Memoirs of a Geisha (see post below) is starting to indulge in something that would drive my late friend and mentor Zena Sutherland completely around the bend. The narrator-protagonist has started doling out facts about geishas by the handful, and while I'm listening to the audio version, I can see that the information is contained in lengthy expository paragraphs that my eyes would skip right over. We used to see this a lot in the YA problem novel of the seventies and eighties, where a teacher or counselor, or most baldly, a pamphlet the characters find on a table or bulletin board, lays out all the facts about whatever pathology or disease the book is exploring. Zena's favorite example was from a book in which the main character (and readers) learned all about whatever disease it was the character had via a conversation between two nurses in the hall.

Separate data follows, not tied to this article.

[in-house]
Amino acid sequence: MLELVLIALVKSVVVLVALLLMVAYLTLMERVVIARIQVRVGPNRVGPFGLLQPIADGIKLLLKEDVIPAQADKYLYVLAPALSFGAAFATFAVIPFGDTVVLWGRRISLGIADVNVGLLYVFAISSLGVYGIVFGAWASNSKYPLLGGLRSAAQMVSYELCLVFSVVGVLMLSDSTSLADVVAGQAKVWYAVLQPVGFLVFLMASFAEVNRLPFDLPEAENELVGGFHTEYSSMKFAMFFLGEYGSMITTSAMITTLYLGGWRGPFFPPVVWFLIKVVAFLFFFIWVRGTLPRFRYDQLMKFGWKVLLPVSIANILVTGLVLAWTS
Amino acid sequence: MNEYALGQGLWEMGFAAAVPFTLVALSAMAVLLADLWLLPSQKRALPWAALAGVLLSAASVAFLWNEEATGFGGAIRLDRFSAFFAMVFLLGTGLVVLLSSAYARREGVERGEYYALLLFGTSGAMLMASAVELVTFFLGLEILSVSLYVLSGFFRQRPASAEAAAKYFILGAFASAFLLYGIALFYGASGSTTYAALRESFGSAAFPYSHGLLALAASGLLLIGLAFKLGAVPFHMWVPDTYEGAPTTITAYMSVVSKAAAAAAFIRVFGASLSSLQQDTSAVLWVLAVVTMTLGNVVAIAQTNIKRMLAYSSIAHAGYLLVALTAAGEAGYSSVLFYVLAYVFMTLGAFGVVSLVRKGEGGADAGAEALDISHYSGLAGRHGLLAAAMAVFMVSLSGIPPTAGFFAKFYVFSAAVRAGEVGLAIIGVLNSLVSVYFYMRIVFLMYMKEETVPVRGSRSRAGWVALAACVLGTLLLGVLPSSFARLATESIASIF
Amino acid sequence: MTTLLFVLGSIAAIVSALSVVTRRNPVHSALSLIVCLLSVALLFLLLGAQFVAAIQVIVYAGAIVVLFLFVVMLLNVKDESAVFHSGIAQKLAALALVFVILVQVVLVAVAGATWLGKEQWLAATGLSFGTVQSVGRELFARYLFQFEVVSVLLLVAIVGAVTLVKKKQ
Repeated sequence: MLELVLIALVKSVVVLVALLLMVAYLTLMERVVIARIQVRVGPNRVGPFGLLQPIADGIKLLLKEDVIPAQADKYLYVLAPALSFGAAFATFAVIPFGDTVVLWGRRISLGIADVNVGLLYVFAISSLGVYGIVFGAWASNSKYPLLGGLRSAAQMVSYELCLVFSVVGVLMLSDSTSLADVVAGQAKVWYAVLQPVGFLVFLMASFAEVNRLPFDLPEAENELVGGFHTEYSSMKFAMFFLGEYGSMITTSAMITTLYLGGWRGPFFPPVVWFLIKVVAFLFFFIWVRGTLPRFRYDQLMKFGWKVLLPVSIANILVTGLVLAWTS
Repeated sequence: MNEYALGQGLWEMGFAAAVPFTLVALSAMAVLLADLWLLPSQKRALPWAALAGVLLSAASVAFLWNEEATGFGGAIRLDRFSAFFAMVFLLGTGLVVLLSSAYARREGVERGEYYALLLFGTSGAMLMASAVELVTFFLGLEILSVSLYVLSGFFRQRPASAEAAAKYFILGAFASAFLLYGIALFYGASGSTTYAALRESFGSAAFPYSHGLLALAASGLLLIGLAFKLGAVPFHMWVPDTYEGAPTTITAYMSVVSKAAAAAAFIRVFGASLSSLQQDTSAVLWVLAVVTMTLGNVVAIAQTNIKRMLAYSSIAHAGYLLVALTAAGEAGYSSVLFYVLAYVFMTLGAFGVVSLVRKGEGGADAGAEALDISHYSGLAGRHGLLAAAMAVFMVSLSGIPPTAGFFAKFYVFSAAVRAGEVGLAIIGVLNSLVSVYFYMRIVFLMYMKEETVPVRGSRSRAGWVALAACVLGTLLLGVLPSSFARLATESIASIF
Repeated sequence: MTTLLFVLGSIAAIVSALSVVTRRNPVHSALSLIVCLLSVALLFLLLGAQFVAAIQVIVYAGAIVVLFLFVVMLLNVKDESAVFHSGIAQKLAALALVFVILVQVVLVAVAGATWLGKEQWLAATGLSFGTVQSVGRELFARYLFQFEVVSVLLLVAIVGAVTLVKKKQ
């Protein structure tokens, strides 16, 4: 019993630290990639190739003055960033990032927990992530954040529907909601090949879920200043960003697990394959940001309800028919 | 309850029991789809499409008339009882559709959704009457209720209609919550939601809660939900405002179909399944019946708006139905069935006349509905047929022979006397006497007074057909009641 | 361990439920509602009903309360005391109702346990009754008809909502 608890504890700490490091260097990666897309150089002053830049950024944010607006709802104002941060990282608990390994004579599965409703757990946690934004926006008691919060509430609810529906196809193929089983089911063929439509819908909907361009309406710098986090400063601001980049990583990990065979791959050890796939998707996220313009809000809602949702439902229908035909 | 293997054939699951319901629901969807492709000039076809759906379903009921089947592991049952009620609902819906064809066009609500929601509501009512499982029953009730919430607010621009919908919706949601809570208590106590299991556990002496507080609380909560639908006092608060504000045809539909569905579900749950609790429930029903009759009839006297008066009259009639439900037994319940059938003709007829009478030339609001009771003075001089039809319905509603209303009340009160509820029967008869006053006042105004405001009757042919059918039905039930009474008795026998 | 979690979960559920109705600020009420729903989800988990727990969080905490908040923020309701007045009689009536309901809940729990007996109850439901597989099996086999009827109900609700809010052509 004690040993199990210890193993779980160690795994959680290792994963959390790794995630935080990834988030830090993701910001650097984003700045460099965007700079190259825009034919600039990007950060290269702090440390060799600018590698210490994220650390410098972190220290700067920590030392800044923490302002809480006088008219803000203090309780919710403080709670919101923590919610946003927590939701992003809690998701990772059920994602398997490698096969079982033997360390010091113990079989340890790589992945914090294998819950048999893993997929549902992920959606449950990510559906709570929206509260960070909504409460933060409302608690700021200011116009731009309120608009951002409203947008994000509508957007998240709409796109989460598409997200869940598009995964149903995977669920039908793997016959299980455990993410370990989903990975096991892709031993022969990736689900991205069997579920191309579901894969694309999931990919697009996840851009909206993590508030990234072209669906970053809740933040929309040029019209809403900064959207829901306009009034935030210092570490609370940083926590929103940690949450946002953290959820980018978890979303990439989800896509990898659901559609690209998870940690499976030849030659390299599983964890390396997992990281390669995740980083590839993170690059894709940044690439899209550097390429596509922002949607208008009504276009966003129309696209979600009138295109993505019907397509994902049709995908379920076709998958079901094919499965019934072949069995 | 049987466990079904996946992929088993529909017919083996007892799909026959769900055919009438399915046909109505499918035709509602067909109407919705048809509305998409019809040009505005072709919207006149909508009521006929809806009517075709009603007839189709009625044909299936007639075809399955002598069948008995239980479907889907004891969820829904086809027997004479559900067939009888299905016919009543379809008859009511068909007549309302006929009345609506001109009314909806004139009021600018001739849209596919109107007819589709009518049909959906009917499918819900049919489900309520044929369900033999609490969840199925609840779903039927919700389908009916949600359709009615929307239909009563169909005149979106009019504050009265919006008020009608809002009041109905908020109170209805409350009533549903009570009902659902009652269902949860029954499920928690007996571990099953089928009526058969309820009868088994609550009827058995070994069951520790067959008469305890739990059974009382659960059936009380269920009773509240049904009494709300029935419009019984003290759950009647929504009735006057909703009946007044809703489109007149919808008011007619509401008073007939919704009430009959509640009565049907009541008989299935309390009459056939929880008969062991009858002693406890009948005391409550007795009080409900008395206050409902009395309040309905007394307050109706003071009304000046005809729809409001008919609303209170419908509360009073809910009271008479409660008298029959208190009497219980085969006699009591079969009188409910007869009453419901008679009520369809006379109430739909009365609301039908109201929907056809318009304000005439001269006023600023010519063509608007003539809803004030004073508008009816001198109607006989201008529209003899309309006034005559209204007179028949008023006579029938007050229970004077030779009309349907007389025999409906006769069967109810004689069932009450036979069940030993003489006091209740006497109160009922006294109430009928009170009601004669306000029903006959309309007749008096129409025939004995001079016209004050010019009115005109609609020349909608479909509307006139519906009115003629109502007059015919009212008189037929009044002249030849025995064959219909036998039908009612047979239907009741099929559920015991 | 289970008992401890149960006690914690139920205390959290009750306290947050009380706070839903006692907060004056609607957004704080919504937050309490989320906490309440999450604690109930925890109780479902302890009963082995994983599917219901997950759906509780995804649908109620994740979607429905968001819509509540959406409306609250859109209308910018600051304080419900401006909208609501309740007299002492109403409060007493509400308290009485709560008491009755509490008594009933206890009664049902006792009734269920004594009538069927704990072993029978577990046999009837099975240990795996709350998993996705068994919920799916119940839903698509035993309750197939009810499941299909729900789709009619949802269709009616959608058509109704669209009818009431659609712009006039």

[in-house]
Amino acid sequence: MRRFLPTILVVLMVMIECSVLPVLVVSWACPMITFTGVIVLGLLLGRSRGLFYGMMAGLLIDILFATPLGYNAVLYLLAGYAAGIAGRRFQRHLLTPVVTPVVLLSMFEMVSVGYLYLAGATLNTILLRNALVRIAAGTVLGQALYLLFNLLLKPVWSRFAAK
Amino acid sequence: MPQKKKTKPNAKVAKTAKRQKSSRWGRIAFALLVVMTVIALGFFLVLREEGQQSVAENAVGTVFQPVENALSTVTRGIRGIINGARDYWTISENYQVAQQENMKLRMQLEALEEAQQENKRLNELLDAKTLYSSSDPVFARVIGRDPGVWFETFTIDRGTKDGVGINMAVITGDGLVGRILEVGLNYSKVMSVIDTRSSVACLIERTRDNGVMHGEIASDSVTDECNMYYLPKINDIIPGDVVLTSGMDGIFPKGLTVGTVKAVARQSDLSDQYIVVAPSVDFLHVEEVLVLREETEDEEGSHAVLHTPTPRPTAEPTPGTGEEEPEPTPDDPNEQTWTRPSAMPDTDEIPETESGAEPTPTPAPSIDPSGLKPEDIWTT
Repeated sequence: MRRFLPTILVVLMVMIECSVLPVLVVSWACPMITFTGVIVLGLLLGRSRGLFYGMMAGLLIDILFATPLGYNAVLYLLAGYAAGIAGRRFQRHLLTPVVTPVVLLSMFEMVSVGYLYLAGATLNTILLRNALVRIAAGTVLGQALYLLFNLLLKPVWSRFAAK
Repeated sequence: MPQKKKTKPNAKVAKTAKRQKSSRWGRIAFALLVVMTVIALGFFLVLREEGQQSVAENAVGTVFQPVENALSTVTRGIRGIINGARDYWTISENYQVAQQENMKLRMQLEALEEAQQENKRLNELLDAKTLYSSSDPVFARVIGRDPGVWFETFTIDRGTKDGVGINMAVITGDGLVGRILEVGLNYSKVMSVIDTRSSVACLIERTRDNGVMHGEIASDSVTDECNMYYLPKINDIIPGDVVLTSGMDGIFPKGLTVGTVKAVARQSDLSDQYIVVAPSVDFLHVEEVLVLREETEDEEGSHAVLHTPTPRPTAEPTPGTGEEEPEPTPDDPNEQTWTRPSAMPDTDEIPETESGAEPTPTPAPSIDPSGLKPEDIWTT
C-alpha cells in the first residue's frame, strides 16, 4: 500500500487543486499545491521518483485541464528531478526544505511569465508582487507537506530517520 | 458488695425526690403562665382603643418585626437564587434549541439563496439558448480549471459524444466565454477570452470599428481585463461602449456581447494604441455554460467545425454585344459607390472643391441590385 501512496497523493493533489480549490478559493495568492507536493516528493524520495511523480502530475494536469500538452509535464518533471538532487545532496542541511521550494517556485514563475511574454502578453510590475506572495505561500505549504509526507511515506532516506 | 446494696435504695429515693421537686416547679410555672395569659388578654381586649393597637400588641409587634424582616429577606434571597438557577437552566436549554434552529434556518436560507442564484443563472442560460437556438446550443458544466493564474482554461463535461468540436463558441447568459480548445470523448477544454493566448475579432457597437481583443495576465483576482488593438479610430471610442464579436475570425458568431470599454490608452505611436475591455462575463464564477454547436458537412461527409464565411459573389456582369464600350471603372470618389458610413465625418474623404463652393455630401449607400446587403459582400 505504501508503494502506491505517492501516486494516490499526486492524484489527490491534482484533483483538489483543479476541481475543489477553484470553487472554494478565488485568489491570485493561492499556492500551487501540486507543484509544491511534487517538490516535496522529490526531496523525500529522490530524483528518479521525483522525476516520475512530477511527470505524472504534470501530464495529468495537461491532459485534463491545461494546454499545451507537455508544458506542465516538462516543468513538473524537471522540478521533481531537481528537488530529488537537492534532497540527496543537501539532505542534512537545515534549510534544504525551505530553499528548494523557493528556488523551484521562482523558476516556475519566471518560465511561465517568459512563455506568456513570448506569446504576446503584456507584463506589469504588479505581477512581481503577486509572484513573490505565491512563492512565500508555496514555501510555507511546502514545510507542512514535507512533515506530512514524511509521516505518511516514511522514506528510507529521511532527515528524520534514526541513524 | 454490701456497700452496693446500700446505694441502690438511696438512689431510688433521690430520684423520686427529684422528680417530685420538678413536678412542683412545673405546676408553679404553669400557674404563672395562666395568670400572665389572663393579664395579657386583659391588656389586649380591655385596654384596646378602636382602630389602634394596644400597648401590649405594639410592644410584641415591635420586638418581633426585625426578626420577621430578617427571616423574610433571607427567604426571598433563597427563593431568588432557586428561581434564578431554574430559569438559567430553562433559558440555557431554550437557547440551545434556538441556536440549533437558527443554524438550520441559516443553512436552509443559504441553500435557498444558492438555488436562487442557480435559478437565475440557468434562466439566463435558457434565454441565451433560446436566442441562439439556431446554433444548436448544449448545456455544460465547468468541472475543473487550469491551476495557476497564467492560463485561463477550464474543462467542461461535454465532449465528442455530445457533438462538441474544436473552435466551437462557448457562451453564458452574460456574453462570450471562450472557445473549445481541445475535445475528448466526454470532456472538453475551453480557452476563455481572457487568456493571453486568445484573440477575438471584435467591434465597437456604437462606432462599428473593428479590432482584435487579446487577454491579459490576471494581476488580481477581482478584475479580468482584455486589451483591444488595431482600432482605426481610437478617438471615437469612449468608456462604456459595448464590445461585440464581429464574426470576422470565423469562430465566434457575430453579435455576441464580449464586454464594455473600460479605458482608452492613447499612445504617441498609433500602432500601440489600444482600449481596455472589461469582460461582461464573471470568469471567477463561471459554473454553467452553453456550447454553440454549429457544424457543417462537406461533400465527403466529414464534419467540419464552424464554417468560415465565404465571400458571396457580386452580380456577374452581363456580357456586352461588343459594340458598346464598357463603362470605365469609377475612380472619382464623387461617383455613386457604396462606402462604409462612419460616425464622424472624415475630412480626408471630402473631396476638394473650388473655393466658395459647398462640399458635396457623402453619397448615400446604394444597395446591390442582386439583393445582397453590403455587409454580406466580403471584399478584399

At home, Richard and I are watching Fortunes of War, an old BBC miniseries based on a series of books by Olivia Manning I read a hundred years ago. The director and screenwriter have found a very effective way of getting historical information in by making the character played by Emma Thompson all nosy and blunt and new to the scene (1930s Bucharest), and asking the questions viewers will have about the politics of the time and region. We get the context we need at the same time Thompson's character is being developed--quite canny.